One of the aims of this paper is to give the precise blow-up scenario and to show that Eq. (4) has blow-up solutions for . In addition to this, we investigate the stability of solitary wave solutions of Eq. (4) with and .
The remainder of the paper is organized as follows. In Section 2, we give our basic notation and recall some required results. In Section 3, we investigate blow-up of solutions for Eq. (4). In Section 4, we prove the stability of solitary wave solutions with the help of the orbital stability theory .
and for its inner product. For the sake of simplicity, we employ the same symbol c for different positive constants.
Some useful lemmas are as follows.
Lemma 2.1 
Here c is a constant depending only on s.
Lemma 2.2 
where is a monotone increasing function depending only on F and s.
Lemma 2.3 
where c is a constant depending only on s.
Lemma 2.4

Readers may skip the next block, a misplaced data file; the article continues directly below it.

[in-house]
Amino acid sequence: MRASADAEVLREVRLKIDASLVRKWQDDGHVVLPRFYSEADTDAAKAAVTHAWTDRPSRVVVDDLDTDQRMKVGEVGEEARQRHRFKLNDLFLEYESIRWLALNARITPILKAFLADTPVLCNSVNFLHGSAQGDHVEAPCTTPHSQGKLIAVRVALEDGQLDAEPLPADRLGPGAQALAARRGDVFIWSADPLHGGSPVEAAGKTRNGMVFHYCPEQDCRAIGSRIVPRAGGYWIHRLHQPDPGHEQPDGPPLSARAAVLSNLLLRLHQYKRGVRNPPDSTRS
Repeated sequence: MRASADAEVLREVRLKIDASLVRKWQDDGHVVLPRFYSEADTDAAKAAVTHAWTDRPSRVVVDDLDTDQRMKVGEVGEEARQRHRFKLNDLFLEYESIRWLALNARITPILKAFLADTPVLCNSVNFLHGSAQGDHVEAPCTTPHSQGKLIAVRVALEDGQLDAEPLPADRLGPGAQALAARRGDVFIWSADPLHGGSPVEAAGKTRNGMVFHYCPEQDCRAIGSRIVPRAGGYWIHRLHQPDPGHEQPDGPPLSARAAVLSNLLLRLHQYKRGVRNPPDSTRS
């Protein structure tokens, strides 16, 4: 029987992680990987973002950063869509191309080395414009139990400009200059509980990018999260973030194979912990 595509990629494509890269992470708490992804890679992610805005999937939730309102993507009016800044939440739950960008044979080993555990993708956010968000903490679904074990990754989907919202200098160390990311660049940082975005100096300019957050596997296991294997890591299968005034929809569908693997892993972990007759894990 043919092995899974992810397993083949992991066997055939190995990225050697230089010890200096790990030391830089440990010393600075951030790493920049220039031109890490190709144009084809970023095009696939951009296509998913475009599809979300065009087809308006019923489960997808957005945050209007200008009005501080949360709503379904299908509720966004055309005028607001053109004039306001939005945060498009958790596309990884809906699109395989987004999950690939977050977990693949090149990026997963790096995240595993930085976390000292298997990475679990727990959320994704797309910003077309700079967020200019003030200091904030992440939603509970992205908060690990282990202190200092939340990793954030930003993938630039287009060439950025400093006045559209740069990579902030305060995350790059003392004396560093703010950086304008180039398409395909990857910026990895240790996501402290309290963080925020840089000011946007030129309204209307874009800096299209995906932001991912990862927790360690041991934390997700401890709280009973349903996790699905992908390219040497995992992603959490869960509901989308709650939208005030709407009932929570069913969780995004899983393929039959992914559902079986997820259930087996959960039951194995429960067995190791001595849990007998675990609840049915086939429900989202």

Theorem 2.1 
Lemma 2.5 
are constant with respect to t, where .
3 Blow-up phenomena
In this section, we discuss the blow-up phenomena of Eq. (4) with . For Eq. (4), which describes shallow water waves, the blow-up occurs only in the form of wave-breaking, i.e. the solution remains bounded but its slope becomes unbounded in finite time.
We now prove the following result.
by Sobolev’s embedding theorem, we obtain that the solution will blow up in finite time.
This completes the proof of Theorem 3.1. □
We have the following blow-up scenario for Eq. (4).
the invariance of ensures that the solution u is uniformly bounded as long as they exist.